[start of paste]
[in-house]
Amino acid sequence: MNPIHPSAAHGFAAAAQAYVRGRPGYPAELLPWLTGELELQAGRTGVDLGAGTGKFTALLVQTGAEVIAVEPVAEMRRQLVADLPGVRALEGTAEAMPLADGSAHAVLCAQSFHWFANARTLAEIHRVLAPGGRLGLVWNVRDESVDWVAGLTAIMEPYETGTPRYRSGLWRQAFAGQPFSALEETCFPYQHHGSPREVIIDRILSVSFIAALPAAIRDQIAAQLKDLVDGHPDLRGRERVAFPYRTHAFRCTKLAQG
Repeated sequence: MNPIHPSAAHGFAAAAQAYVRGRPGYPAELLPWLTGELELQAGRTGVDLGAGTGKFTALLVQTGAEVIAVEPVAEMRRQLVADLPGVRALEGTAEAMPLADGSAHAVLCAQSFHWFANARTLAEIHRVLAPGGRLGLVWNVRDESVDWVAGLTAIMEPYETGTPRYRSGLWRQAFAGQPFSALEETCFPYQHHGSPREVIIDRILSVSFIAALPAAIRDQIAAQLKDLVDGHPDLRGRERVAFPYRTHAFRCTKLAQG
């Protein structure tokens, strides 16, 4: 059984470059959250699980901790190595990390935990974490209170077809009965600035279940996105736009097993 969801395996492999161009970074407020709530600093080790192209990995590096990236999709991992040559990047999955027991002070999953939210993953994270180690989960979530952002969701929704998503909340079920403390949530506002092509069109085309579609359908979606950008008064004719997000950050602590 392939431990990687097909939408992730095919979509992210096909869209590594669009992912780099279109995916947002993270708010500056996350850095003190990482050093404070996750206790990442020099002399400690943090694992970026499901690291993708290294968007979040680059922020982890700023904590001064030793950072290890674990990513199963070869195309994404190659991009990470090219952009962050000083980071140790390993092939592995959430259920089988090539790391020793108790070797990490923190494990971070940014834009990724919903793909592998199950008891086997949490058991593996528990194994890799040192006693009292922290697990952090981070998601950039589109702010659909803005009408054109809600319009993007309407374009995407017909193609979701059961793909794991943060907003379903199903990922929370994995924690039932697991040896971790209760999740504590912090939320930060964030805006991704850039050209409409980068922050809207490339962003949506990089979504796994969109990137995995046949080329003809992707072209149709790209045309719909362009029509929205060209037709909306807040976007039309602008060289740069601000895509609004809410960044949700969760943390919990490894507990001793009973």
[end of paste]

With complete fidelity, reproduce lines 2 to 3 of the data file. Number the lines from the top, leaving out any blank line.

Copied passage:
Amino acid sequence: MNPIHPSAAHGFAAAAQAYVRGRPGYPAELLPWLTGELELQAGRTGVDLGAGTGKFTALLVQTGAEVIAVEPVAEMRRQLVADLPGVRALEGTAEAMPLADGSAHAVLCAQSFHWFANARTLAEIHRVLAPGGRLGLVWNVRDESVDWVAGLTAIMEPYETGTPRYRSGLWRQAFAGQPFSALEETCFPYQHHGSPREVIIDRILSVSFIAALPAAIRDQIAAQLKDLVDGHPDLRGRERVAFPYRTHAFRCTKLAQG
Repeated sequence: MNPIHPSAAHGFAAAAQAYVRGRPGYPAELLPWLTGELELQAGRTGVDLGAGTGKFTALLVQTGAEVIAVEPVAEMRRQLVADLPGVRALEGTAEAMPLADGSAHAVLCAQSFHWFANARTLAEIHRVLAPGGRLGLVWNVRDESVDWVAGLTAIMEPYETGTPRYRSGLWRQAFAGQPFSALEETCFPYQHHGSPREVIIDRILSVSFIAALPAAIRDQIAAQLKDLVDGHPDLRGRERVAFPYRTHAFRCTKLAQG